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​Although Ysgol Hendre can no longer be considered to be a truly residential school, it continues to maintain and operate a small residential unit which is available for use by the pupils at the school. Pupils are assessed for suitability for a place against a number of criteria and are usually admitted for one night per week only. This placement being regularly reviewed by the school’s residential admissions panel.  
 
All the pupils in residence have an individual residential plan (IRP) with current targets. This plan is created with reference to the child's Individual Education Plan (IEP) and in some cases, the child's Individual Behaviour Plan.
 
Benefits of Residence
  
The residential experience provides a 24 hour curriculum for the pupils and the benefits to those pupils include the following:
 
Pupils have a safe, comfortable, stable environment in which to study, interact with their peers and work with a range of adults who offer good role models.
 
They are able to improve their independence at all levels. For many this is their first experience of sleeping away from home and for others this is an opportunity for learning a range of independence skills which will enable them to live a fully independent adult life.
 
The pupils are able to improve their social skills. Many of our pupils live a very isolated existence at home and they may not have many friends in the area where they live. Their school friends may live many miles away. Residence gives children the skills and confidence to build relationships and to be a part of a group working to a common purpose.
 
The pupils in residence acquire far better communication skills, and a rich diversity of opportunities for developing speaking and listening skills are included in the curriculum. Self advocacy skills are introduced and developed.
 
Residence gives an opportunity to address certain medical conditions such as enuresis, or incontinence and allows the effective supervision of certain medications, the supervision of diet and the support of basic hygiene programmes.
 
Pupils can receive help with their homework. Many of our older pupils are working towards externally accredited qualifications which require work outside the school day These pupils will have the necessary support and working conditions to help them succeed. Pupils will be encouraged to read to an adult on most nights.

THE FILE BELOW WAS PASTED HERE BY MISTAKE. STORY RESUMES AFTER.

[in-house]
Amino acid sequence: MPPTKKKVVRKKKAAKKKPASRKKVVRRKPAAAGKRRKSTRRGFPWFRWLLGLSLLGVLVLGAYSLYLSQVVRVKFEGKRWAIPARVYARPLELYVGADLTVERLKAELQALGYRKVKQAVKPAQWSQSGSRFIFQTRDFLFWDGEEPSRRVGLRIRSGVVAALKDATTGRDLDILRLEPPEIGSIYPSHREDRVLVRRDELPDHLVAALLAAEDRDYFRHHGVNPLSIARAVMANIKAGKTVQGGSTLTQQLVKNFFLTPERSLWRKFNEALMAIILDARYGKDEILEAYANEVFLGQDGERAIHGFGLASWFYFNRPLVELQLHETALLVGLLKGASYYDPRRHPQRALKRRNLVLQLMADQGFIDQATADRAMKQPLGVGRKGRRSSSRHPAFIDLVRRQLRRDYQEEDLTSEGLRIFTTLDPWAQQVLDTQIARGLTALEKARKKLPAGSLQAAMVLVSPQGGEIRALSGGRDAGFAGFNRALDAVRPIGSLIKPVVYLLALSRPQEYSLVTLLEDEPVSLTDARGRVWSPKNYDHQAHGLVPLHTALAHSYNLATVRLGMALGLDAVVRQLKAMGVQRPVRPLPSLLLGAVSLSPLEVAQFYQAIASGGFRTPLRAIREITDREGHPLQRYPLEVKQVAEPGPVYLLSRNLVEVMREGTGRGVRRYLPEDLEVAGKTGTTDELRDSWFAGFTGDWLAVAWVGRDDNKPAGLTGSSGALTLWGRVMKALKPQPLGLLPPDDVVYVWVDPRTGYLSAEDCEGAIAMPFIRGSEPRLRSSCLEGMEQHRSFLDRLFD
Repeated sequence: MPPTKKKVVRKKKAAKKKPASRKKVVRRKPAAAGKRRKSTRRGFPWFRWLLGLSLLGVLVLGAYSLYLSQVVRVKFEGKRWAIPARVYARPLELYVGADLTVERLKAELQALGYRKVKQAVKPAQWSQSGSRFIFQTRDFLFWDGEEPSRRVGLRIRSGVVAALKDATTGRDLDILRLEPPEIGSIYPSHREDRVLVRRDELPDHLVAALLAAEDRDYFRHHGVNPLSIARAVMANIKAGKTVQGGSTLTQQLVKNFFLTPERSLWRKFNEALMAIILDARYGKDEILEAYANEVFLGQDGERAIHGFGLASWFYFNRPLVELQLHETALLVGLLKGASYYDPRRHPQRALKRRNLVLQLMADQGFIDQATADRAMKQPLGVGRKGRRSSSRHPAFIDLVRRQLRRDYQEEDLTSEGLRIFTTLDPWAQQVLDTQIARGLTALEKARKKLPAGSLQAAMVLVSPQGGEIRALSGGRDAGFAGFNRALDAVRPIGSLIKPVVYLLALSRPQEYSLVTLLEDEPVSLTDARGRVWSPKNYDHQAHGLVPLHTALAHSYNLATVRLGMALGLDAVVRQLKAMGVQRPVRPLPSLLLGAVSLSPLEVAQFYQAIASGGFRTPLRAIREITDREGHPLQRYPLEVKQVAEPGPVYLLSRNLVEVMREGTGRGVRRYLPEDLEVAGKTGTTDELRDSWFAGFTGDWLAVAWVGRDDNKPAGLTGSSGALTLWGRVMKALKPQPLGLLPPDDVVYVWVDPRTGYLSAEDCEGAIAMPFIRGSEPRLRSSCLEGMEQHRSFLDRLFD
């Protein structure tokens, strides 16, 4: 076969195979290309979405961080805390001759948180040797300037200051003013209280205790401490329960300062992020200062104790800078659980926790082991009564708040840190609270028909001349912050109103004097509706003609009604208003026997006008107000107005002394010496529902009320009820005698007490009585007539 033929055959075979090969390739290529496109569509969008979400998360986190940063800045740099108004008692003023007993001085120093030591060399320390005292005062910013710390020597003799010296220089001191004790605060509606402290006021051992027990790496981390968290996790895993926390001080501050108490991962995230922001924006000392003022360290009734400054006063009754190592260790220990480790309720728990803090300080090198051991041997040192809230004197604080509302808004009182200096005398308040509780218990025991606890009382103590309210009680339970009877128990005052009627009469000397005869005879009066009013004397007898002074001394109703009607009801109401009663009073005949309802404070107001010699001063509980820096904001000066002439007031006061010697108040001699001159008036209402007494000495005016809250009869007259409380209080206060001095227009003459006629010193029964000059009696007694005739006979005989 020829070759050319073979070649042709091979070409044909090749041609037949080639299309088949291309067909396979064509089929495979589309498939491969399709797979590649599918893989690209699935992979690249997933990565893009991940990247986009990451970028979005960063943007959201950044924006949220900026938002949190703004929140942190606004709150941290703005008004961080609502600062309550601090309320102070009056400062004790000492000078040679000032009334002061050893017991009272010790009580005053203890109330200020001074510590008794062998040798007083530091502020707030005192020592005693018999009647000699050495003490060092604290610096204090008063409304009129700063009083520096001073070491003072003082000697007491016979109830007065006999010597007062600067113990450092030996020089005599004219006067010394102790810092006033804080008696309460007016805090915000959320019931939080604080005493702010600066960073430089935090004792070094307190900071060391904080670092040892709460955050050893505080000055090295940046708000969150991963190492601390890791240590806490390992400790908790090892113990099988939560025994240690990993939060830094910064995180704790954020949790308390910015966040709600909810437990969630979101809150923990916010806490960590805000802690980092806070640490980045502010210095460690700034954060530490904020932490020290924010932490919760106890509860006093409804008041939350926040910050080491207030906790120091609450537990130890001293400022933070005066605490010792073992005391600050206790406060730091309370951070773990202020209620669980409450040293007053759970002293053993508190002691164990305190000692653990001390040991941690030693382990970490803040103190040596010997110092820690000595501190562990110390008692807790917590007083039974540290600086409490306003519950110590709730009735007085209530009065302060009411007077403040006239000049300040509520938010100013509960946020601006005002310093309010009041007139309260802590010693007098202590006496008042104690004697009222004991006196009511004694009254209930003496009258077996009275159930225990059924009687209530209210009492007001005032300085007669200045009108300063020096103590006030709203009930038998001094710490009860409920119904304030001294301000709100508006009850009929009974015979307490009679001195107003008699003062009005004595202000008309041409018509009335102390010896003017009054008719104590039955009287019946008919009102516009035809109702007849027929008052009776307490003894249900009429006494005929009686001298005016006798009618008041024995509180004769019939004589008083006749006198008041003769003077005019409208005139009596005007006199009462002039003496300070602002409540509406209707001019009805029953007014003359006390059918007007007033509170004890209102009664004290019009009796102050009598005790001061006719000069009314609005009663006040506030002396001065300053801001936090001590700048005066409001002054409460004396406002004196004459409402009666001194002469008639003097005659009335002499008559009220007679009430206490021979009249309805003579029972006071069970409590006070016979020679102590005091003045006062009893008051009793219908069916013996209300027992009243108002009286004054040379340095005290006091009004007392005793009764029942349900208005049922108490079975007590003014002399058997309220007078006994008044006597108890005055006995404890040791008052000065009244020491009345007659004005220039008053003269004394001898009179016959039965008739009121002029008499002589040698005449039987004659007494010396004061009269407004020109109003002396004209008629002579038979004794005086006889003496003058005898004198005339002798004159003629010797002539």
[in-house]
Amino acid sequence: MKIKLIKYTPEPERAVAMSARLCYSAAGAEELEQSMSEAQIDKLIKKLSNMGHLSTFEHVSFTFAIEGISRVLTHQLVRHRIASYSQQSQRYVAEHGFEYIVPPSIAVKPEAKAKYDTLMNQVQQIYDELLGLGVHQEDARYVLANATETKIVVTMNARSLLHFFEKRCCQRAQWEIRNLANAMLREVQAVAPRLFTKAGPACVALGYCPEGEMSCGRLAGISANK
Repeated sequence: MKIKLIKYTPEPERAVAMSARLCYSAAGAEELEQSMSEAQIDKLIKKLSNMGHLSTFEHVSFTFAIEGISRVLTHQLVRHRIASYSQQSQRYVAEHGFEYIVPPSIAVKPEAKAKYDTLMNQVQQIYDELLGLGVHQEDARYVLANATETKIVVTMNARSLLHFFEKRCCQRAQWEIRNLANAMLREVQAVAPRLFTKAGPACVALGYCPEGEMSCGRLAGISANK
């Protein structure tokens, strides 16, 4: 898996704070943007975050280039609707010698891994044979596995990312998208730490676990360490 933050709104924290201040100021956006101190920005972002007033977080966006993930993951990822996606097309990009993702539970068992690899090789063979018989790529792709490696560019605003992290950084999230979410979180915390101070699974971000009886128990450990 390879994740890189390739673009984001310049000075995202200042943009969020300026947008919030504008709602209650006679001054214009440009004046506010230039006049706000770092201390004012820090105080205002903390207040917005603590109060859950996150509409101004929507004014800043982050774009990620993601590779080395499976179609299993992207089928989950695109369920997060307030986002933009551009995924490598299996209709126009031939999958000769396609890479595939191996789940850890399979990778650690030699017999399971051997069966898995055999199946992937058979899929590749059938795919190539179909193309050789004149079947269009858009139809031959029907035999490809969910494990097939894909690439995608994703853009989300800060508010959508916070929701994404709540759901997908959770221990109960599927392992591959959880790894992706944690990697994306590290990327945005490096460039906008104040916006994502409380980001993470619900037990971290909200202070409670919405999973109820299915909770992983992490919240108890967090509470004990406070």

Pupils are able to access a wide range of activities which they might not otherwise have the confidence to take part in, they include sports, youth clubs, leisure, community etc.
 
The school benefits by the consistent 24 hour approach to educating the pupils.  Pupils are able to achieve far higher standards and qualifications through the extension activities which continue after the end of the school day. By using the same staff in the residential and day school a high level of consistency can be provided and the pupils’ IEPs and IRPs can be closely aligned.
 
The residential experience is a very popular option and it is extremely effective for providing positive reinforcement of pupils who have behavioural difficulties. There are many pupils who would probably have failed at the school had the residential placement not been an option.
 
Benefits to the community are both immediate and obvious, and long term and more subtle. Pupils in residence use the community to carry out a number of projects of an ecological or environmental nature and the fruits of their labours are apparent in a number of local locations.  The pupils in residence have received a number of prestigious national awards for their community work.
 
In the longer term we are producing a group of young people who have respect for their community and surroundings. These people are far less likely to be law breakers or behave in anti social ways because of the positive experiences gained in residence. The young people who learn to care for themselves and take charge of their own lives whilst in residence are far more likely to live rich and independent adult lives.  This has quite wide implications if one considers that we may be breaking the cycle of dependence for future generations. The school is aware of many ex-pupils who had a residential stay whilst at the school and who are now living in independent or semi independent accommodation.
 
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